Tooth alignment is one aspect of orthodontic treatment. A more important objective is to achieve a functional occlusion with harmony between tooth fit and movement of the joints. In addition, it is also important to achieve esthetic improvement in facial profile, smile and dentition.
Tooth alignment goals
The teeth should be aligned esthetically and functionally with a nice rhythmical flow from front to back.
- Shapely arch: Arch form greatly affects smile and function. It is this arch that supported the Ancient Roman masonry bridge.
- Coincident midlines: The midlines of the upper and lower arches should coincide. This is influenced by the health status of the TMJ, particularly the disc.
- There should be a nice flow from front to back. Teeth generally have gentle forward inclinations.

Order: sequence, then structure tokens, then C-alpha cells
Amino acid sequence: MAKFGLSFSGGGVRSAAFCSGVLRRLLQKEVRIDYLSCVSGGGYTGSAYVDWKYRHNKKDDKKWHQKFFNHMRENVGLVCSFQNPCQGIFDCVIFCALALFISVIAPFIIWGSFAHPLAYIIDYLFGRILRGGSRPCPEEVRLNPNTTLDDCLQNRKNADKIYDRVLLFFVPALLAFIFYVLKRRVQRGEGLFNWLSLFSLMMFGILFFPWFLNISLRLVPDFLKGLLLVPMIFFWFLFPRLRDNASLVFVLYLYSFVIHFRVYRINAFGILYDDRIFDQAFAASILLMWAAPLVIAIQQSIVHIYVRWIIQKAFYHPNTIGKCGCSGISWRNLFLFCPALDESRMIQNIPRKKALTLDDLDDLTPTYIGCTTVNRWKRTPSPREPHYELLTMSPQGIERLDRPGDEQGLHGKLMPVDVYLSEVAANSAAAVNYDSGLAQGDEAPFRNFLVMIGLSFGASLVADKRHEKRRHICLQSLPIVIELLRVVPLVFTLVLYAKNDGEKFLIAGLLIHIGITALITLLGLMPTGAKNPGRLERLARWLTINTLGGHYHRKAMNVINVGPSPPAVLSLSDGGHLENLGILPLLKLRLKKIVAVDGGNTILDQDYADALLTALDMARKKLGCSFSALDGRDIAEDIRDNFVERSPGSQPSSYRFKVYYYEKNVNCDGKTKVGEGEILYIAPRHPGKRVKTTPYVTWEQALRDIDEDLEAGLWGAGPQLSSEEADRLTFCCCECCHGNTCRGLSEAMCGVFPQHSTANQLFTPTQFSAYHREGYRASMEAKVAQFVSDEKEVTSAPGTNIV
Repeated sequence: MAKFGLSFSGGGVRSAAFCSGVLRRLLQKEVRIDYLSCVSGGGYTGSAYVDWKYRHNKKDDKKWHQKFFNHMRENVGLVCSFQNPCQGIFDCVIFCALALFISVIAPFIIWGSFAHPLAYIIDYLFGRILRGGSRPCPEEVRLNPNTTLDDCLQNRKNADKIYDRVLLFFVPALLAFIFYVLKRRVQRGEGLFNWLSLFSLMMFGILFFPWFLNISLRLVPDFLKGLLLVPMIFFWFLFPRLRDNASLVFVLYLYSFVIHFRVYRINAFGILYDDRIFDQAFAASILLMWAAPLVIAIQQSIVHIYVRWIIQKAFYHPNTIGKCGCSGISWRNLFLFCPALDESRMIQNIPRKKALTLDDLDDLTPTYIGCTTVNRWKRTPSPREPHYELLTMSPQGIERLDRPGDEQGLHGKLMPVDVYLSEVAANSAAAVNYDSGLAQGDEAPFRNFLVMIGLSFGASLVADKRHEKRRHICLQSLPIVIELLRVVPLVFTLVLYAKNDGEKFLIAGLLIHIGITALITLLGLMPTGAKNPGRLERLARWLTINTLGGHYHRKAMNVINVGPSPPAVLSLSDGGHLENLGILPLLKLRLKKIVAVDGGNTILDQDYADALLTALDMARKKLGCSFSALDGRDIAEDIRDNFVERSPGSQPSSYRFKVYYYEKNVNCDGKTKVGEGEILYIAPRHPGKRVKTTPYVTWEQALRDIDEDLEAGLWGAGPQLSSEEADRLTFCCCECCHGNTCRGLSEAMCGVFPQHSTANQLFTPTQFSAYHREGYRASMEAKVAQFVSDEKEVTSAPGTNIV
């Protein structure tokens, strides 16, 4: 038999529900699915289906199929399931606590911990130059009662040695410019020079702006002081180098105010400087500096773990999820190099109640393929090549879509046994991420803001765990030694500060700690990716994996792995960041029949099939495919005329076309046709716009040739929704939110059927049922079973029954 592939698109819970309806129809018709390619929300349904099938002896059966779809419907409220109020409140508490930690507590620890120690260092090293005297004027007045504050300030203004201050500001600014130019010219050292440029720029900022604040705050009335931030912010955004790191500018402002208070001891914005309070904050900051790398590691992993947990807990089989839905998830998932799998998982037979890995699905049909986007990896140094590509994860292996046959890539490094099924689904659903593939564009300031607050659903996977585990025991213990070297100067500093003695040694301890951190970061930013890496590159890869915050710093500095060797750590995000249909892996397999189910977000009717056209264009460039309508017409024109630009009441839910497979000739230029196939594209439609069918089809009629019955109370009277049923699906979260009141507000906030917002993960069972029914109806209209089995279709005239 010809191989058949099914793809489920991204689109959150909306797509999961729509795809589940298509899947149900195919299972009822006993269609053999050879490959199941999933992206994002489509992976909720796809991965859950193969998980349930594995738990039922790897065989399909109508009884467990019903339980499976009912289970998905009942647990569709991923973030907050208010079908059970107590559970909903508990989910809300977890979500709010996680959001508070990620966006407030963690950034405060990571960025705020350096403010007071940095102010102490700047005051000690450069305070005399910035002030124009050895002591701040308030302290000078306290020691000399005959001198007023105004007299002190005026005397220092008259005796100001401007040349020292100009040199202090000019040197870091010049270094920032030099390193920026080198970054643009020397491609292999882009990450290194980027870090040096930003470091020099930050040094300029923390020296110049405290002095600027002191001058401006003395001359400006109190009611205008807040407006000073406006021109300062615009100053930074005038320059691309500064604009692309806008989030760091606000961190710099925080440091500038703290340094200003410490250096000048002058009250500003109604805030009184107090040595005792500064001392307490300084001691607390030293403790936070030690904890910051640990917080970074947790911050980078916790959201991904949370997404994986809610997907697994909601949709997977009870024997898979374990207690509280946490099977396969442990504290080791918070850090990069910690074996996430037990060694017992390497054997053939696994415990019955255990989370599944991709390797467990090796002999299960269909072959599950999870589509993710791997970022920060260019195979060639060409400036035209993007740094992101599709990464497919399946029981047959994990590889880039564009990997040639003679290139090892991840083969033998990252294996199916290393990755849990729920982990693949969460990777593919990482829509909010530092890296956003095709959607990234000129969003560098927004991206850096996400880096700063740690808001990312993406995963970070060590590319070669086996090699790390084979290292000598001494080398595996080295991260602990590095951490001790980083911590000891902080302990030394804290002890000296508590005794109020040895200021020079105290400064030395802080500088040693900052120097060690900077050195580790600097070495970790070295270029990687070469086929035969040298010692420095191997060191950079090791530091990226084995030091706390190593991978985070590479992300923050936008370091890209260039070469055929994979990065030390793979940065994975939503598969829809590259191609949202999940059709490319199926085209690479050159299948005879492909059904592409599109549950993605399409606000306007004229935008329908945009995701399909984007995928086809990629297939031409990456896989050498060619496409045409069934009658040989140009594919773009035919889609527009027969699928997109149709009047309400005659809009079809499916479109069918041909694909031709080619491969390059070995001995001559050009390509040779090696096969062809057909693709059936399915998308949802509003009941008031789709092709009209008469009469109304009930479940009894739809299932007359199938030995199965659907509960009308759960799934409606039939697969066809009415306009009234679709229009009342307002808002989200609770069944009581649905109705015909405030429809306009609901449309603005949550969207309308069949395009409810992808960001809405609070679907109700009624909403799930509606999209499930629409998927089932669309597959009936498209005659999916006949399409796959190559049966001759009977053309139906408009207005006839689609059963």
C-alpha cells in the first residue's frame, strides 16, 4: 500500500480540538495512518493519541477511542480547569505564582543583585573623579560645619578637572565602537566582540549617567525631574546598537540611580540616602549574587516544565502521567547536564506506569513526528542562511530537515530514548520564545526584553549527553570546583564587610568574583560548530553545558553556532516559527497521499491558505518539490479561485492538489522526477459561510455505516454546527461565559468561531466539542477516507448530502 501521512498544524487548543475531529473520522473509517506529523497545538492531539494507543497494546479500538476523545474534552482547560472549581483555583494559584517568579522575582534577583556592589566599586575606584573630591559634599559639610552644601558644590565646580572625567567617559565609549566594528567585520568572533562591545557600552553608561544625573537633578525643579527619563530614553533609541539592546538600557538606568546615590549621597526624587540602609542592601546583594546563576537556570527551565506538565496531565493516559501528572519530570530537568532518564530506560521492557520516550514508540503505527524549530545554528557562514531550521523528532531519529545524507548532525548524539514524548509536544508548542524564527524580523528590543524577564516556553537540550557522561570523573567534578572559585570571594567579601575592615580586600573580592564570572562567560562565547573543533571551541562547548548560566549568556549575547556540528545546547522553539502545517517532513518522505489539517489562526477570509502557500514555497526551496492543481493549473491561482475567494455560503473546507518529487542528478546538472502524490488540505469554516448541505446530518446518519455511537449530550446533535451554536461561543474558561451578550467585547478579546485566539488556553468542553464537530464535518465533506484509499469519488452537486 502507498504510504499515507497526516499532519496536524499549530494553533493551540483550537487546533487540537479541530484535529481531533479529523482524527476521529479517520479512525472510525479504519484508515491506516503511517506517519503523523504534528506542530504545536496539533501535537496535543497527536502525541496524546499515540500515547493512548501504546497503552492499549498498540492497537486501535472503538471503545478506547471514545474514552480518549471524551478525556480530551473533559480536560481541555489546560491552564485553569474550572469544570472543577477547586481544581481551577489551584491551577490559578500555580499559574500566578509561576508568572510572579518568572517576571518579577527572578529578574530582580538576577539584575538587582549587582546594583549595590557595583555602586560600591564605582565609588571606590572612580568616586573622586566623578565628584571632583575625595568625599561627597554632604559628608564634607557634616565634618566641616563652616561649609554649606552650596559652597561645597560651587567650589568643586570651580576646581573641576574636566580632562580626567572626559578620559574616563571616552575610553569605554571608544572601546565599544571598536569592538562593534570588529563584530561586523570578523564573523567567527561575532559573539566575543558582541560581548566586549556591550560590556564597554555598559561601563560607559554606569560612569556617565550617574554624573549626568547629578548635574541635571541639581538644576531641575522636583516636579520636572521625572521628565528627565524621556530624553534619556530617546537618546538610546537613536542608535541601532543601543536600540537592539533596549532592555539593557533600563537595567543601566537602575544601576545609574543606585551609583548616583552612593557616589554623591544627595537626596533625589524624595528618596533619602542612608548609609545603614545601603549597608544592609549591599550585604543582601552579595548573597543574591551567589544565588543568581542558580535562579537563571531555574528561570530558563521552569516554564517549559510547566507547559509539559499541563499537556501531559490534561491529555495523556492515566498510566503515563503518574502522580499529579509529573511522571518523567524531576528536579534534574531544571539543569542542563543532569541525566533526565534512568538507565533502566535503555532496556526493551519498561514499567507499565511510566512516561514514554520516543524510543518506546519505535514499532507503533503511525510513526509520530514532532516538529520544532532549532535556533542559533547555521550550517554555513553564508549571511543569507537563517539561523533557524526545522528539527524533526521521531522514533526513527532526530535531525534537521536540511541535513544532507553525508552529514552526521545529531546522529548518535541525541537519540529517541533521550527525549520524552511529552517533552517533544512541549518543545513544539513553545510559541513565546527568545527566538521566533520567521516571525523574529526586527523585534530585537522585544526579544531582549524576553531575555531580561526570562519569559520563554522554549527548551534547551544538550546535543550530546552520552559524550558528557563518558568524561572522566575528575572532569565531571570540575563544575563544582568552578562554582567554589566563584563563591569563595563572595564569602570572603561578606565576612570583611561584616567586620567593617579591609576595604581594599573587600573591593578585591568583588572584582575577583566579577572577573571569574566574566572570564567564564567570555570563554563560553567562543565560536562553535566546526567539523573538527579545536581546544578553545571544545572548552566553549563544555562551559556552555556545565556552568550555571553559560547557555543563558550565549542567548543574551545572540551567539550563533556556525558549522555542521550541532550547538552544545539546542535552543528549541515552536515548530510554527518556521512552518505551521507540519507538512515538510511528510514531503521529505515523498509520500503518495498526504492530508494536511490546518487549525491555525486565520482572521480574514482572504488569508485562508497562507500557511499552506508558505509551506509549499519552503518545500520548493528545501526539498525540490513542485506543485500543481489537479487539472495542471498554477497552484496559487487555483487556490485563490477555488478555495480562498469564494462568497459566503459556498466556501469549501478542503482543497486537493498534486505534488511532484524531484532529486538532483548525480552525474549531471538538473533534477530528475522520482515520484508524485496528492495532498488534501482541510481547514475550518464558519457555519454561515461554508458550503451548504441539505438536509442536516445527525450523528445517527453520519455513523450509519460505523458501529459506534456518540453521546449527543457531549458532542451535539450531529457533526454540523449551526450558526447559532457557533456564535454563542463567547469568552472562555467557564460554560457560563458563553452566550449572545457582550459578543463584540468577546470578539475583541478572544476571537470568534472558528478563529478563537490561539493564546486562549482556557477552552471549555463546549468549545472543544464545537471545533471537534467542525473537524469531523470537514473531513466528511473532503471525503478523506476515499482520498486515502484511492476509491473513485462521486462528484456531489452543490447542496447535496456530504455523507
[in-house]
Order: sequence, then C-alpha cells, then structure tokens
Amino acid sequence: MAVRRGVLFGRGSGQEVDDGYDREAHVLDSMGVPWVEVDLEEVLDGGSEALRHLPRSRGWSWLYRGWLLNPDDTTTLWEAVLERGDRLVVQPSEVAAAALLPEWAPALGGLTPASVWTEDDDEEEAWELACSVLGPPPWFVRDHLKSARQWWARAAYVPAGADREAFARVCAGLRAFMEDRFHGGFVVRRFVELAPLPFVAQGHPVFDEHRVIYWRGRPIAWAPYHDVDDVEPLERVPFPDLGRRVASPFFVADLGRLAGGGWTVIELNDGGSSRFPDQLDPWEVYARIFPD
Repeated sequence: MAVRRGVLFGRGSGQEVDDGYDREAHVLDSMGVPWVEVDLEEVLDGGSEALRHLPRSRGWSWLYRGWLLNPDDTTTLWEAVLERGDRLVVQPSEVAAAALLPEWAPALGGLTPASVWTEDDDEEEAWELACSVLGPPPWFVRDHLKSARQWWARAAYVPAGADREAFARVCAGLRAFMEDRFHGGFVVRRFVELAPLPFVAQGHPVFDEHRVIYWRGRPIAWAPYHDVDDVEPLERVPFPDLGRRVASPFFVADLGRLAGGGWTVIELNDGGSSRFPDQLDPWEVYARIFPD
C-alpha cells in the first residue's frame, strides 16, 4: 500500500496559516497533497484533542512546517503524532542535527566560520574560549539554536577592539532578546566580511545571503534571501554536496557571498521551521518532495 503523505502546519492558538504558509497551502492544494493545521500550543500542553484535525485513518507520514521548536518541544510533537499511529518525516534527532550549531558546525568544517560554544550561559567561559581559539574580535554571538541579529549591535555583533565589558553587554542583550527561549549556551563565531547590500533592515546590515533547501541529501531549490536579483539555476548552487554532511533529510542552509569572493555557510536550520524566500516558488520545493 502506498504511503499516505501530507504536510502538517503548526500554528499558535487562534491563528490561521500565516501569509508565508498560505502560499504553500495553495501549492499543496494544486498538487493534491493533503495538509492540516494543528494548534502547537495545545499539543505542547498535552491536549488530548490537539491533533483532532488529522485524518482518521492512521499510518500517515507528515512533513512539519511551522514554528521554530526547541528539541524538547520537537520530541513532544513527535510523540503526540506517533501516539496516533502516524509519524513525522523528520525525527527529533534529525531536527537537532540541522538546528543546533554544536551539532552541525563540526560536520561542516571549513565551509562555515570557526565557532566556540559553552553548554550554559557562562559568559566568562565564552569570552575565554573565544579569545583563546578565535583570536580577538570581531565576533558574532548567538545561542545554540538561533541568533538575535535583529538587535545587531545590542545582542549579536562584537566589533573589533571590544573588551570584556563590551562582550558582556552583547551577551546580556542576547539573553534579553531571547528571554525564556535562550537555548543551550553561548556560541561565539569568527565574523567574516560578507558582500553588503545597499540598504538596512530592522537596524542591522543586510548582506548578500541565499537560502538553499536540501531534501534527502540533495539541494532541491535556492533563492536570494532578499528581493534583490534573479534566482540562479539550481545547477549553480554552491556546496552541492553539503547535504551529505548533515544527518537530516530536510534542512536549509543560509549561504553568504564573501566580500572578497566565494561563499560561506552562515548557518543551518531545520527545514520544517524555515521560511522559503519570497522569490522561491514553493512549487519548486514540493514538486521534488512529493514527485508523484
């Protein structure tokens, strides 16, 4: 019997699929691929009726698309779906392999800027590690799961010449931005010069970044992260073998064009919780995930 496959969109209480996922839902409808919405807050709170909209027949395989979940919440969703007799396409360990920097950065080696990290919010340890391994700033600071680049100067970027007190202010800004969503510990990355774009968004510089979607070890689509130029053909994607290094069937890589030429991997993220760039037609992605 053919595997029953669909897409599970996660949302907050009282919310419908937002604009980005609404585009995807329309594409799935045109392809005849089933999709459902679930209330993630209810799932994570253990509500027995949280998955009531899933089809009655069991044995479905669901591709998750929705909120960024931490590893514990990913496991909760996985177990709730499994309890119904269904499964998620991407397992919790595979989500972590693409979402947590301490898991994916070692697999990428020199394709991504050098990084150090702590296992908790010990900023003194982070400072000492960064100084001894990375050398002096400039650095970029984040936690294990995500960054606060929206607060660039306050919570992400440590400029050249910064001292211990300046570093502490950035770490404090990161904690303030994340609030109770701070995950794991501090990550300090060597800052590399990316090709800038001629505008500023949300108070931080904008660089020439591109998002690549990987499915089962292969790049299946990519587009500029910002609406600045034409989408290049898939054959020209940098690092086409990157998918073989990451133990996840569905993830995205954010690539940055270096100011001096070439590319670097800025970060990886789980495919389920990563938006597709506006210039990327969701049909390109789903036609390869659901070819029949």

- 上An adequate overbite or vertical overlapping of the upper anterior teeth over the lower anterior teeth is very important. The upper incisal edges should be located outside of the lower incisal edges (horizontal overjet). Likewise, the upper posterior teeth cover the lower posterior teeth.
- All teeth should be in contact with adjacent teeth, which is important for periodontal disease prevention.
- The upper and lower teeth should tightly couple, which is important for long-term stability of the occlusion. (There should be no discrepancy in the joint at the same time.)
- Alignment from second molar to second molar is important for occlusal stability, function and TMD prevention.
Dr. Roth stressed that it is extremely important to correctly position the upper and lower second molars for a functional occlusion. A lack of good second-molar alignment would defeat the purpose of orthodontic treatment, no matter how nicely the rest of the teeth are aligned. We, members of our study club, finish treatment when all teeth from second molar to second molar have been well aligned.